Stephen has published scholarly articles on a range of subjects, including grand strategy, international law, world organization, colonial empire, and humanitarian intervention. His research on the intellectual origins of the League of Nations won the Fischel-Calhoun Prize from the Society for Historians of the Gilded Age and Progressive Era. He was previously a Visiting Assistant Professor of History at Columbia University; a permanent Lecturer in History at Birkbeck, University of London; a Junior Research Fellow at King’s College, University of Cambridge; and a Postdoctoral Research Associate in Values and Public Policy at Princeton University.

+ BIO: Fiona Hill

Fiona Hill is the Robert Bosch senior fellow in the Center on the United States and Europe in the Foreign Policy program at Brookings.

She recently served as deputy assistant to the president and senior director for European and Russian affairs on the National Security Council from 2017 to 2019. From 2006 to 2009, she served as national intelligence officer for Russia and Eurasia at The National Intelligence Council. She is co-author of “Mr. Putin: Operative in the Kremlin” (Brookings Institution Press, 2015).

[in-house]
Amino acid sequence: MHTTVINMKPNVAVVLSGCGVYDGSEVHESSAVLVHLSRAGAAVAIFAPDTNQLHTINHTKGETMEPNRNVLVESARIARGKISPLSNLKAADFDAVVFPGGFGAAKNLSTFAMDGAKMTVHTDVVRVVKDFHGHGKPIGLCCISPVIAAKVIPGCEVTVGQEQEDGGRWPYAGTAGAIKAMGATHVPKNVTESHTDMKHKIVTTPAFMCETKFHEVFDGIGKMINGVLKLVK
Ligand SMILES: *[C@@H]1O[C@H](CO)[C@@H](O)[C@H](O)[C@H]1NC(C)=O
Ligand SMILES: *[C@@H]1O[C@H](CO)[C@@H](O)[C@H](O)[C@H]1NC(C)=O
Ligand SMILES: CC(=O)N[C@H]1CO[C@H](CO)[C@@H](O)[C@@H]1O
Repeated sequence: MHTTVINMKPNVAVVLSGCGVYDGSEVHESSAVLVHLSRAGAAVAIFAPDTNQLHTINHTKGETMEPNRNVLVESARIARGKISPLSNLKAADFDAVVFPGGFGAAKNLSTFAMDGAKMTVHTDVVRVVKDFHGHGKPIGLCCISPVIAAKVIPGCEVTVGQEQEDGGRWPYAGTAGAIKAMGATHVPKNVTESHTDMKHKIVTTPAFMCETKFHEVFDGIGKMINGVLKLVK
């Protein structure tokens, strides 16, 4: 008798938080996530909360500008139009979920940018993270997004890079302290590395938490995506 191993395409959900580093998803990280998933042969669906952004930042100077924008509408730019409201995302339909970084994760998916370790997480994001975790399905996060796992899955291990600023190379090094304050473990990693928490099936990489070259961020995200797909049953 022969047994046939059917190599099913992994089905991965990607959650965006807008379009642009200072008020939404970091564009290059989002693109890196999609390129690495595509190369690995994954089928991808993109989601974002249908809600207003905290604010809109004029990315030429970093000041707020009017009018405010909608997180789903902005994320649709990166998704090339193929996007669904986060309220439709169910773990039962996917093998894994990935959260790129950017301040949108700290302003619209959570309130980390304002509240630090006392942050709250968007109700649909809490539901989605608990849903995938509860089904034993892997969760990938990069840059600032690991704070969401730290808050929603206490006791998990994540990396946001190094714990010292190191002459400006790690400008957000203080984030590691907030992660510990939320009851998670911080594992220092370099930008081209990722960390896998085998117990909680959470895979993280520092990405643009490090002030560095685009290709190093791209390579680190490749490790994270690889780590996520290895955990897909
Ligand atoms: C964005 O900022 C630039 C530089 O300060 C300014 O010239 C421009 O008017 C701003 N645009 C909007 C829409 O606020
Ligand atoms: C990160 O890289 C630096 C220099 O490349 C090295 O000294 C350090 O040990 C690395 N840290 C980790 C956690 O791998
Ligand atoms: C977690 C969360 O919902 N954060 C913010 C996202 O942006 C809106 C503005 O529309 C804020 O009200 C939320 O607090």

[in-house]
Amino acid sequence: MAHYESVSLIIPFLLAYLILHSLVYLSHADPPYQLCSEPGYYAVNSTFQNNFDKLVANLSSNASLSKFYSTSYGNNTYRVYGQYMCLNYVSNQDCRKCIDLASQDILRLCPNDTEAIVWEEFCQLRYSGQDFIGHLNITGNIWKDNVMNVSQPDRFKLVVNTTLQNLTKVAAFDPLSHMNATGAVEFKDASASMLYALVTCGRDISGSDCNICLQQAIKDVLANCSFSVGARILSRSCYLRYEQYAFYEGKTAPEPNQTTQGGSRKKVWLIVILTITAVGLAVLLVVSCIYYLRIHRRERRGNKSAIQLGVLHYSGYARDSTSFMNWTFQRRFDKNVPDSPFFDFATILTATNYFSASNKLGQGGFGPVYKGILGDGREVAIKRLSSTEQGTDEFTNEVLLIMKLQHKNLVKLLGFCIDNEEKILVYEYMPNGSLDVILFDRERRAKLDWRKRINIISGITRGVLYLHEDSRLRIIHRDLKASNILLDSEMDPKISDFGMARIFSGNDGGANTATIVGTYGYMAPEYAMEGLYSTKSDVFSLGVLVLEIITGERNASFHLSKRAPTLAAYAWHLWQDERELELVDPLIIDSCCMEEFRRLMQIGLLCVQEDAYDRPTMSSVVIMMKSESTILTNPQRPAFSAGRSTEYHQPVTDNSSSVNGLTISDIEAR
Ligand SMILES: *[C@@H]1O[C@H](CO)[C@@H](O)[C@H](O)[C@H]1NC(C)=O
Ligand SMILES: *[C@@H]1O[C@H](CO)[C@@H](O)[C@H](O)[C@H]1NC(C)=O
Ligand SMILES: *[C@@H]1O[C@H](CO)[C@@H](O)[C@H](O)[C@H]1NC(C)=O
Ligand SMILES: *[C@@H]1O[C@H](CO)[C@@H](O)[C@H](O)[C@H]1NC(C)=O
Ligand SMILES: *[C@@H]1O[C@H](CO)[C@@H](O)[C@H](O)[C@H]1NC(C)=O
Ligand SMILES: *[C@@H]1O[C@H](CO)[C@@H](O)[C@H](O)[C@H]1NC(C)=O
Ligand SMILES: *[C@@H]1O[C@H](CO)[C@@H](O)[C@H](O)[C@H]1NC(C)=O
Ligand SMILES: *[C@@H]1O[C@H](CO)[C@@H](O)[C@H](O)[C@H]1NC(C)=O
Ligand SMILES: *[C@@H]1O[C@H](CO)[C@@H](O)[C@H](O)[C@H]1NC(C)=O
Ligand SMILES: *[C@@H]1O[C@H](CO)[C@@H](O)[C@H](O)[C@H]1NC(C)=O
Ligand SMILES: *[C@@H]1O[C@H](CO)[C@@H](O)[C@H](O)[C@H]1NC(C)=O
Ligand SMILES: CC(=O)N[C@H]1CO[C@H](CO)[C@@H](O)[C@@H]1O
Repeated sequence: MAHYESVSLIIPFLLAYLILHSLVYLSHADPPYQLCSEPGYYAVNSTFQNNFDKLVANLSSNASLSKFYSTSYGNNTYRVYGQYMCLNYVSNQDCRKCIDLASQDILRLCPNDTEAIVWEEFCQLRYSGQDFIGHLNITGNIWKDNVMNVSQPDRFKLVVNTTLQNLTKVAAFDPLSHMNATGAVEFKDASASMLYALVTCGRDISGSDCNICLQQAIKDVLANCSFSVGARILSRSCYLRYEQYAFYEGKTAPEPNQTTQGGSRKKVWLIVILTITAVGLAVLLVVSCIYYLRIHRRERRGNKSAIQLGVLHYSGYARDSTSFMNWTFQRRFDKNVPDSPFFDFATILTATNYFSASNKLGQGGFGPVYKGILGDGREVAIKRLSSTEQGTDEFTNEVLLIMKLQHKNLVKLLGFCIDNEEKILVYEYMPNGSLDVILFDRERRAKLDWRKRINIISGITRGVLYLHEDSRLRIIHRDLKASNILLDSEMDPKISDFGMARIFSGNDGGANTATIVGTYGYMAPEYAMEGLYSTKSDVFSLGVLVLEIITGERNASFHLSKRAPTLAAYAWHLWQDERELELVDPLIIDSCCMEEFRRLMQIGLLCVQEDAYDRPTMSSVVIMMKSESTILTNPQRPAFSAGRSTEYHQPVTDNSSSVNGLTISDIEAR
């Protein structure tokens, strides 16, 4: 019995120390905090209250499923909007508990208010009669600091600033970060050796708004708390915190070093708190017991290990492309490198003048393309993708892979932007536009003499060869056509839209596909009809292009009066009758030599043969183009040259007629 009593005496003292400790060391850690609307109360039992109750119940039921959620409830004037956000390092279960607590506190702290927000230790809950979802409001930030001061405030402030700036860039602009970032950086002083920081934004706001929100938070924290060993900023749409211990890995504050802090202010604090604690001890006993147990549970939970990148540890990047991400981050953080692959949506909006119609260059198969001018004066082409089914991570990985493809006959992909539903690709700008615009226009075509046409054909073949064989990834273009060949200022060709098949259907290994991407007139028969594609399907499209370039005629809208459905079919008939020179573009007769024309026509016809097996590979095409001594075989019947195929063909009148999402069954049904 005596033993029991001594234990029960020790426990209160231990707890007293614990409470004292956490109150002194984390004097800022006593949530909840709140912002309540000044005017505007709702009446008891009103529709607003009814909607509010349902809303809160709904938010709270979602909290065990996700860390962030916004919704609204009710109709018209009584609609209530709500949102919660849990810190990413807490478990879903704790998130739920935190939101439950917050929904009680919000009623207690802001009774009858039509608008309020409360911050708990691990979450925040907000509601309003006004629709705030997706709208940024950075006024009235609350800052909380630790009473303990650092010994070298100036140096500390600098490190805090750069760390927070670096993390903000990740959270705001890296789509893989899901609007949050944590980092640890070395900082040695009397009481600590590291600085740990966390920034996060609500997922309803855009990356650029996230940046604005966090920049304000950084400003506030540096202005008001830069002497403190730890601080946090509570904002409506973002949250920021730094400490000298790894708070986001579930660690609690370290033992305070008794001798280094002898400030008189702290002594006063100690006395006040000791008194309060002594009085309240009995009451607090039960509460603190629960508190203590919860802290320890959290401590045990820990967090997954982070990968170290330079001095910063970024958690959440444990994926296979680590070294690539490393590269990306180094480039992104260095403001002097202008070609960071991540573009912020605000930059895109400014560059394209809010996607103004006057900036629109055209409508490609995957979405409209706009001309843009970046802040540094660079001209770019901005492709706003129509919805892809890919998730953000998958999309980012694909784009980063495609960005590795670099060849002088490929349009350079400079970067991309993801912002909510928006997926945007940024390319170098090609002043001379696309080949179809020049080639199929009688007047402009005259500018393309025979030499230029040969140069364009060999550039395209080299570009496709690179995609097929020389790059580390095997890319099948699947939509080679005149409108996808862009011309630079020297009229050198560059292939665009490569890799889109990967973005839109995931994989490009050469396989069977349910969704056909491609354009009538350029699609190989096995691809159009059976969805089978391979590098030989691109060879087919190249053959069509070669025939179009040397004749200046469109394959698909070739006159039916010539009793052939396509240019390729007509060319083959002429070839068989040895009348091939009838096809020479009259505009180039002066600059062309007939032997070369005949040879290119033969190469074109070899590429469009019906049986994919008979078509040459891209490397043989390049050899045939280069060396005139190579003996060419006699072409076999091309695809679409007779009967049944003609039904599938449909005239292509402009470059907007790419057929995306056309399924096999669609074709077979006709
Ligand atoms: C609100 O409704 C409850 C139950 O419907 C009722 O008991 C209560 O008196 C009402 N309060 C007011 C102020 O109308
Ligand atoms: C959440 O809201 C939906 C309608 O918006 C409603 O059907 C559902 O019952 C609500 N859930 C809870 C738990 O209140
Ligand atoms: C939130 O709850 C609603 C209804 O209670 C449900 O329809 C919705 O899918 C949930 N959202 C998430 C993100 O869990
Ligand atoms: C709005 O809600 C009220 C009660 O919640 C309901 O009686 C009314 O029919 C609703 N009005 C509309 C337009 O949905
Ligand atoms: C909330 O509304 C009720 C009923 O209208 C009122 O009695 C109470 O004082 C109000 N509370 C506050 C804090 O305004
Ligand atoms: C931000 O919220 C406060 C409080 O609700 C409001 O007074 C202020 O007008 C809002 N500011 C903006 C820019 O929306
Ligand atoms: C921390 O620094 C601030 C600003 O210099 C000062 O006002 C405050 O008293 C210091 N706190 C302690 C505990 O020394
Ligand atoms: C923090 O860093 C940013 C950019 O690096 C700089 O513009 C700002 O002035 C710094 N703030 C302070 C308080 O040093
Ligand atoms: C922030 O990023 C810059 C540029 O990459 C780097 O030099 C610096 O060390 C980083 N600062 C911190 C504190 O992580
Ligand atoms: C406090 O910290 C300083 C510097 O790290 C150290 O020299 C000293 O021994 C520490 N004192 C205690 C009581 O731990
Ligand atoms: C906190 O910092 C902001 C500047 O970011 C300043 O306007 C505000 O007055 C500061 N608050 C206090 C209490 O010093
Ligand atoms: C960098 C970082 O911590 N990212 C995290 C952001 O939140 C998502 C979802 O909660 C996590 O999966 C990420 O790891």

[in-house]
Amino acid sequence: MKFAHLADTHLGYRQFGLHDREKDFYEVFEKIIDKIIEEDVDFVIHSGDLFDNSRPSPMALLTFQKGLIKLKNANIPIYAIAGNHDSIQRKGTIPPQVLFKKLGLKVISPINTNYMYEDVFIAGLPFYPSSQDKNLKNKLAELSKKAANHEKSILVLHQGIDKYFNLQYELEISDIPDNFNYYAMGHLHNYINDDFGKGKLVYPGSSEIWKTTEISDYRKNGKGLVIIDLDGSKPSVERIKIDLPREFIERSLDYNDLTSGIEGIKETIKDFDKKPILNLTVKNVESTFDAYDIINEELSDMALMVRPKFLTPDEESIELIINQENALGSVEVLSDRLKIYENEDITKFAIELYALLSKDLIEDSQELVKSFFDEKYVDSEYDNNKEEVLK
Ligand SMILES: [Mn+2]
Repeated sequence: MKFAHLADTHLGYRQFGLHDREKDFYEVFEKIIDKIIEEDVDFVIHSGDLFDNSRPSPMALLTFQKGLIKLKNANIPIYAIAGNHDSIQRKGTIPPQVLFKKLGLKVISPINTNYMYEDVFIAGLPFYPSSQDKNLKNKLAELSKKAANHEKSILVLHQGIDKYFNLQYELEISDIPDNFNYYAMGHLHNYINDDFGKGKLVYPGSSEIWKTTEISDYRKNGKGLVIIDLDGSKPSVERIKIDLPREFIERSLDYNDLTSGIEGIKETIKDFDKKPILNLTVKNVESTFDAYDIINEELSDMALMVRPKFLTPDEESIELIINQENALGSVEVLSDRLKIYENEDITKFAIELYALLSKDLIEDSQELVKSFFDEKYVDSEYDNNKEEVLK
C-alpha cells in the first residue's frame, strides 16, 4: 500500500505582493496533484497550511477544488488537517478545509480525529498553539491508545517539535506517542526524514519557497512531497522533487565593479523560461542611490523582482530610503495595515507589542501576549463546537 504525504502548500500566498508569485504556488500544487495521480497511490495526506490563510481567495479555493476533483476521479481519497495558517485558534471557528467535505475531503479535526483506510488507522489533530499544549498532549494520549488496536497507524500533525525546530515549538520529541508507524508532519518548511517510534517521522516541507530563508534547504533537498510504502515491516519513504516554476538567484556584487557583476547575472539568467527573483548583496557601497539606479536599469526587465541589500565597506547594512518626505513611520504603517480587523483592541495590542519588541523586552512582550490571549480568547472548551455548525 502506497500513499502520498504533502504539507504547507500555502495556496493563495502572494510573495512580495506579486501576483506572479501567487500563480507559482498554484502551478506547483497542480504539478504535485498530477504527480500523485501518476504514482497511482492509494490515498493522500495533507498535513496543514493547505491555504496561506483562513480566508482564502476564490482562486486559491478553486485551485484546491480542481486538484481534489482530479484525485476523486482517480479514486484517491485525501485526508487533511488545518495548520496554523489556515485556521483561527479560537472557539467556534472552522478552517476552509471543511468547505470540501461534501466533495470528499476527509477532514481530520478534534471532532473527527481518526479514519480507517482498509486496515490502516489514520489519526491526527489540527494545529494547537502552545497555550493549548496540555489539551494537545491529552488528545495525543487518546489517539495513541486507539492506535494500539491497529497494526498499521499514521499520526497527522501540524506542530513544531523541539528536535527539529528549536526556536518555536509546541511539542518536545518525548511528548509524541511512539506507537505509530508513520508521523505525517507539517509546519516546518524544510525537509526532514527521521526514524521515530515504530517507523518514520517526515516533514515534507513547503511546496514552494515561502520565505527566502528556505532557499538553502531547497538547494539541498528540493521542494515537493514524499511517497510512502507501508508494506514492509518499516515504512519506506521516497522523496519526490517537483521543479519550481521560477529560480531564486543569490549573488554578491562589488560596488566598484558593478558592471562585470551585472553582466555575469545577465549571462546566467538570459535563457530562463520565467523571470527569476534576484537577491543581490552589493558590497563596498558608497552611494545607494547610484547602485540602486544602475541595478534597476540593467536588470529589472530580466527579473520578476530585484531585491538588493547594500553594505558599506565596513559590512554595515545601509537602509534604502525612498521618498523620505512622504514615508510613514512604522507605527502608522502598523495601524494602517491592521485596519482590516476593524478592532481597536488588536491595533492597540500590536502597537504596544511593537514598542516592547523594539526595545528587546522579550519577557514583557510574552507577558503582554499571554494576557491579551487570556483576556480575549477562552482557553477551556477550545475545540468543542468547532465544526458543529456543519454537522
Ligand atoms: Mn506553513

Prior to joining Brookings, Hill was director of strategic planning at The Eurasia Foundation in Washington, D.C. From 1991 to 1999, she held a number of positions directing technical assistance and research projects at Harvard University’s John F. Kennedy School of Government, including associate director of the Strengthening Democratic Institutions Project, director of the Project on Ethnic Conflict in the Former Soviet Union, and coordinator of the Trilateral Study on Japanese-Russian-U.S. Relations.